About fifteen years ago I went on my first trip to England alone, no tour, no mates, just me. I spent one week at a Bed and Breakfast on Street Road in Glastonbury just a few blocks from the main thoroughfare that goes through the still quaint-to-an-American town.
Glastonbury called to me because of the legends surrounding it. There were stories that the legends of Arthur actually occurred on this land–from the Lady of the Lake to the Camelot itself on a hill at nearby South Cadbury. Some even believed that Jesus walked this ground. The first Christian church in England was established in Glastonbury and grew to be the great Glastonbury Cathedral, now in ruin because of Henry VIII’s Dissolution.
I would leave my B&B every morning and walk through the town. But one morning, I changed my route. A few winding streets above my B&B was Wearyall Hill with the famous tree legend states grew from Joseph of Arimathea’s staff. The story goes that the uncle of Christ had journeyed to this isle, walked up that hill, and planted his staff in the ground. Unfortunately some thugs have recently taken an ax to the sacred tree.
But when I first saw it, it was full and wonderful. There was the brightness of mystery and history, the spring brightness of that hill, the town, and certainly the hill behind Wearyall…Glastonbury Tor.
The top of the Tor can be seen for miles around. And on the top sets the remains of St. Michael’s church, a 14th century church, the second on the site, the first having been destroyed by an earthquake.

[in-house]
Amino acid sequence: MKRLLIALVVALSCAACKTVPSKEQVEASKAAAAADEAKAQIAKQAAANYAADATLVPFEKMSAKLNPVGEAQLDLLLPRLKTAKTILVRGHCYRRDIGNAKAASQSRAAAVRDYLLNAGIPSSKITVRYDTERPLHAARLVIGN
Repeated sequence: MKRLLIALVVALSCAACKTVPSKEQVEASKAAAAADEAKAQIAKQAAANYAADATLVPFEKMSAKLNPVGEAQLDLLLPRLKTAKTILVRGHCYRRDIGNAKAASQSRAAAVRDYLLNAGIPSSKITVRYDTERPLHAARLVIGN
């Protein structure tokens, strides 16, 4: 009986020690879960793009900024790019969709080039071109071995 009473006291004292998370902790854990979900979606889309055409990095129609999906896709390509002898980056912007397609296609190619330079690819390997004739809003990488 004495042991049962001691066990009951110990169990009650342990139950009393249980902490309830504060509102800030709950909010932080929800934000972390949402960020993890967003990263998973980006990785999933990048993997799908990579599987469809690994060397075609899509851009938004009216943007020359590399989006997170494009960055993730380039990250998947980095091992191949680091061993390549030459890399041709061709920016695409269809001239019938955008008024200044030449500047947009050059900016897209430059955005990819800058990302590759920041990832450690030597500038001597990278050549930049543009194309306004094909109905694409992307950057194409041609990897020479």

In the early morning hours of May 1, to celebrate the pagan/Goddess holiday of Beltane, I trudged my chubby body up to the foot of the Tor and then up the Tor itself. I made it most of the way to the top but had to stop and rest at a bench—and that’s where I stayed. I smiled and chatted with other pilgrims who were headed for the top with lanterns and bells for the celebration. I told them I’d reached “Crone level” and they smiled and laughed and wished me a “Blessed Beltane.” Thus it is with pagan/Goddess worshipers for the most part—a smile and a blessing.
As the morning slowly developed I sat on my crone bench, just happy to be there. I could not see the town below me. There was a spring fog covering the area, making me feel as if I were in the middle of a lake or a sea with only the towering Tor–the “real” Mists of Avalon. I remembered the fantastical term “Dragon’s Breath” and I knew I was witnessing how the ancients came to believe that this area was magical. One part of me realized how one could believe in the breath of dragons. Another part of me knew that, geographically, the area had once been a lake with the Tor an island.
The magic of the land had led to the myths—from the Tor being the home of Gwen Ap Nudd, the King of the Fairies to it being the resting place of Arthur, until he is called again.
That magic had drawn me to Glastonbury then and for two more trips. I am sure that magic will draw me again.
So on this May First, this Blessed Beltane when all worship the greening of the land, I wish you magic…for that is all there is in this world when you really think about it.
Blessings and Smiles.